I was working to get everyone to speak Russian today.
My advanced kids moved into their hostels last night (virtual move to Moscow), and I had a map of Moscow laid out on a table. They got to the room before I did, and they were all gathered around examining it. Evidently a map on a wall isn’t fascinating, but on a table it is. They took those post-it arrows and pointed to the locations of their hostels. Thank goodness for Smartphones with google search. It’s a brave new world.
Anyway, it took everything I could do to get them to discuss their hostels in Russian, even though yesterday they had to write to a Ukrainian “friend,” explaining why her choice of hostels was not theirs and they were supposedly thus primed. Once again, they took over the class to make a chart of who is living where, so that they can do Monday’s homework: report on where/what they ate, and one excursion that cost less than $50. (Moscow is an expensive city.) They said that it was a whole new kind of homework. I guess so…really to find out what’s happening in the city, and where cafes are located and what they serve. I don’t have to do anything except be ready for the predictable two or three who won’t get homework done. Those kids are going to be visiting factories and cooking their own food.
Now we’re also starting to look at news that would be interesting to young people in Moscow (the recent sentencing of the singers who sang anti-Putin songs in churches). They do have to know what’s going on in their city, right?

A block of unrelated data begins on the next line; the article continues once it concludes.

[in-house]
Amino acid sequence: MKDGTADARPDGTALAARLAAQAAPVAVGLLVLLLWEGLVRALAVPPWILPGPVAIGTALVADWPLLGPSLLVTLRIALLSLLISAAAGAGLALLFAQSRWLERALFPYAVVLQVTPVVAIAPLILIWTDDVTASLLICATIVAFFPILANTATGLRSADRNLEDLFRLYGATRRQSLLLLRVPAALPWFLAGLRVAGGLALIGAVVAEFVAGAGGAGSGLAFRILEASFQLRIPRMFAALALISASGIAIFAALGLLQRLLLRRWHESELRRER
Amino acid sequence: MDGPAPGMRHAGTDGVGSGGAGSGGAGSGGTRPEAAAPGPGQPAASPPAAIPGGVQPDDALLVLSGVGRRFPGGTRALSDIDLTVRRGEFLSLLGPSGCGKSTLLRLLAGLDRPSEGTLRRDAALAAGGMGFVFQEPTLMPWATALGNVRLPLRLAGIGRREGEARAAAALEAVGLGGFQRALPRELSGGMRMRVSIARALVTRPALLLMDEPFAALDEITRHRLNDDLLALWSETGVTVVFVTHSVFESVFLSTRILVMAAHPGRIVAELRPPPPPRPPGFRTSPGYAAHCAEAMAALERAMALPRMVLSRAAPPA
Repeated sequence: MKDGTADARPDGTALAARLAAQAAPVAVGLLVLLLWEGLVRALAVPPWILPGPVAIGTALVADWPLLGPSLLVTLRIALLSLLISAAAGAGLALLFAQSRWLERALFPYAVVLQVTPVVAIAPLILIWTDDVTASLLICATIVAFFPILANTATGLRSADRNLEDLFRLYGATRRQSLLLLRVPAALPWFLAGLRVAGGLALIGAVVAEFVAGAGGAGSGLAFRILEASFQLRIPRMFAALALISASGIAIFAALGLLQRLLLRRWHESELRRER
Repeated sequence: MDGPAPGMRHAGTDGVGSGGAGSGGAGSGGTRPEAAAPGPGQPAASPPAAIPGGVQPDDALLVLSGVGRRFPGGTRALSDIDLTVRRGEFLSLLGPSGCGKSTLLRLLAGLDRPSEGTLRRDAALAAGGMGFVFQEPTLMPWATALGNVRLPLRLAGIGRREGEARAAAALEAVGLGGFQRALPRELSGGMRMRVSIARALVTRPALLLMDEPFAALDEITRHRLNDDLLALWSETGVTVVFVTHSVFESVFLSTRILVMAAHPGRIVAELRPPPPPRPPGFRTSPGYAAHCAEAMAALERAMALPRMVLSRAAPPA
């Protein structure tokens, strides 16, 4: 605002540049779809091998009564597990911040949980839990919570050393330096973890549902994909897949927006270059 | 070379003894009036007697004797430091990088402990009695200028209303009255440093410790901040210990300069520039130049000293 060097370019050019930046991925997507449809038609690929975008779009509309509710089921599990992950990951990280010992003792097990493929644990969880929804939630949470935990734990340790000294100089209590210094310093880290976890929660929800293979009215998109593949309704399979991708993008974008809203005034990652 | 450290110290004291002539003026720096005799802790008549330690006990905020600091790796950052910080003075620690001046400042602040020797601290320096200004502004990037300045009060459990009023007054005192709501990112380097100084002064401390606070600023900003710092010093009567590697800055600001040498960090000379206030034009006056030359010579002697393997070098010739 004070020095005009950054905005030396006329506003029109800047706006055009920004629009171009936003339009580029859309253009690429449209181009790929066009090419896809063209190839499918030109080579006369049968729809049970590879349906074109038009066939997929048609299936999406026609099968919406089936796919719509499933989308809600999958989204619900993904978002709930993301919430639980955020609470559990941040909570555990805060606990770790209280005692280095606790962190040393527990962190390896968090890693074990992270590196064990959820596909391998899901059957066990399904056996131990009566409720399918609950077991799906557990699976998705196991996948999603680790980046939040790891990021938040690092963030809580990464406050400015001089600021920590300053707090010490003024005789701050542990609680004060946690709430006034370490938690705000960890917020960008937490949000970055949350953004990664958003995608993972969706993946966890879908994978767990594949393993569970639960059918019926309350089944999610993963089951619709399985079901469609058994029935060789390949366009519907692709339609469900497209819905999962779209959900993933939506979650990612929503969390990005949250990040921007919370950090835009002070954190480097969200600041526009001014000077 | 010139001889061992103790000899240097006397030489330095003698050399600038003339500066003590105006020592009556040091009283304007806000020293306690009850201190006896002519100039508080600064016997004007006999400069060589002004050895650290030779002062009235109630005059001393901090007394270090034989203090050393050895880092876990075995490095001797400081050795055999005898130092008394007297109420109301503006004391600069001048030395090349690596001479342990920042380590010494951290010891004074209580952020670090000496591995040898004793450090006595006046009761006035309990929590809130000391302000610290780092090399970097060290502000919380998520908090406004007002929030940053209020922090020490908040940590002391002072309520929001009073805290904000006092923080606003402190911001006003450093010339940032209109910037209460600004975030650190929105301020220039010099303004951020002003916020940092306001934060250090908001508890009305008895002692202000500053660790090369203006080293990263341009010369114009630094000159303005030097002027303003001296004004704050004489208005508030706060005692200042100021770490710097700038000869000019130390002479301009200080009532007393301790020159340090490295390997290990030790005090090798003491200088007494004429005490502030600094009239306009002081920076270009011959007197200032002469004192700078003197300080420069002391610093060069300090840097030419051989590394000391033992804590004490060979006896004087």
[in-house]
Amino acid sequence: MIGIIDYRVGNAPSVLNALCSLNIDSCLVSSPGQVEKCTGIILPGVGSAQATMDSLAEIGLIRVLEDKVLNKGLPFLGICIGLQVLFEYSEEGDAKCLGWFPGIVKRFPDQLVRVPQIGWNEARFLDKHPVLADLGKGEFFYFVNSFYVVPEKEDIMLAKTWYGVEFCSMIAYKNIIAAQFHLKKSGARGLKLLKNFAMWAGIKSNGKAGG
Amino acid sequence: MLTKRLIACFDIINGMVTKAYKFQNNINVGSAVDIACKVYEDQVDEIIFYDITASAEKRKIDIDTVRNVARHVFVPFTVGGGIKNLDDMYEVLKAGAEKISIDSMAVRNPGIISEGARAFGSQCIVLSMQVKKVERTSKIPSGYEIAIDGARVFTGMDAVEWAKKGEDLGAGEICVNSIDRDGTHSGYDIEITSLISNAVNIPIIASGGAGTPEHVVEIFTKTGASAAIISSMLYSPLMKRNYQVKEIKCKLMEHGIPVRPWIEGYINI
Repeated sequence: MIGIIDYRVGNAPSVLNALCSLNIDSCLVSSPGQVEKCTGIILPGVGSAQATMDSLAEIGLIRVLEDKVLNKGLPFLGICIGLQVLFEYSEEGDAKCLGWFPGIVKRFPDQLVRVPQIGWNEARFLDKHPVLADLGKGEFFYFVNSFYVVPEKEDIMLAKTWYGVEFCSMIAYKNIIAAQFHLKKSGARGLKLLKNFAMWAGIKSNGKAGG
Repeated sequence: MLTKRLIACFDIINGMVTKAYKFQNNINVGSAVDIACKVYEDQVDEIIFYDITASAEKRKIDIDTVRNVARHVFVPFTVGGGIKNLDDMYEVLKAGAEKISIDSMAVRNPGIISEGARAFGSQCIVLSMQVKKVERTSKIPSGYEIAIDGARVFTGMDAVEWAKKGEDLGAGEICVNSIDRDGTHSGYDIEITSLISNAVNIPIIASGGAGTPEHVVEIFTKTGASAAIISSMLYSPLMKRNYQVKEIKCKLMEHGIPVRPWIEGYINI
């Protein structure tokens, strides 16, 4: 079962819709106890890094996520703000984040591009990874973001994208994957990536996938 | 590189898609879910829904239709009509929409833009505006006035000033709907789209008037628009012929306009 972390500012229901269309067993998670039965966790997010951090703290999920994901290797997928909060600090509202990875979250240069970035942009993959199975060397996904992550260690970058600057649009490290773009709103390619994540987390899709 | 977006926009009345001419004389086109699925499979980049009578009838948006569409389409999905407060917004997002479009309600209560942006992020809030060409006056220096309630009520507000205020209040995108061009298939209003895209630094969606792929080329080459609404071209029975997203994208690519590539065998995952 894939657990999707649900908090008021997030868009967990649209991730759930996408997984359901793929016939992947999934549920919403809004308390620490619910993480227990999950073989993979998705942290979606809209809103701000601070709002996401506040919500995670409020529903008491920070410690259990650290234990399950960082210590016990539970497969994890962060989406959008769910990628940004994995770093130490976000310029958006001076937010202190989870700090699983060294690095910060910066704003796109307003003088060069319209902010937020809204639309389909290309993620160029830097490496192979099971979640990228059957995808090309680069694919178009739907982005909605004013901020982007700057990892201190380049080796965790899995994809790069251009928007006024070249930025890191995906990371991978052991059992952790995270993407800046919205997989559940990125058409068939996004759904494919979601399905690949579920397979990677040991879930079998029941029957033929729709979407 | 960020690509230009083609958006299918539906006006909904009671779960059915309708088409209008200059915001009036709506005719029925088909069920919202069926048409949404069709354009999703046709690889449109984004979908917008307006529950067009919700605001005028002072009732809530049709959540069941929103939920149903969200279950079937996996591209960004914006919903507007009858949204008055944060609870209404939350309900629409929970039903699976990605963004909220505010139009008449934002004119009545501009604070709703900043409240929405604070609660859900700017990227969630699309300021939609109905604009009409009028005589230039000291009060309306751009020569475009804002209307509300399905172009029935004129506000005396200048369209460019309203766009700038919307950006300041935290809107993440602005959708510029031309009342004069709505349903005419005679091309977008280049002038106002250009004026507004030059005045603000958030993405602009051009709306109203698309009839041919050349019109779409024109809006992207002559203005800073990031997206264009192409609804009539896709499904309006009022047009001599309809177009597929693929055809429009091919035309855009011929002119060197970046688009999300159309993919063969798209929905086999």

My beginners and I had a lovely time singing the “Blue Train” song, and maybe because I didn’t tell them myself, they were coming up with the metaphors on their own (turning the calendar, going down the tracks ever more quickly, not being able to see again the moments when we did something we’re not proud of). Then we had some time left and I decided to start our prep for the speaking part of their midterm. I asked them for all the verbs they could remember, and they came up with many more than I’d expected. After that, I wrote on the board:
I told them that they were going to get into groups of three, and use Russian only to figure out their characters, the problem, how the characters would try to solve it including where they’d go, and what they would do. I pointed out that if they didn’t know a word they could always use a proper noun. I wandered around among the groups and was happy to hear that they were mostly planning the plots in Russian. Stories work a lot better when the kids start in Russian, rather than in English.
I think it helped to brainstorm all those verbs, to give them a reminder of what they know how to say and can use.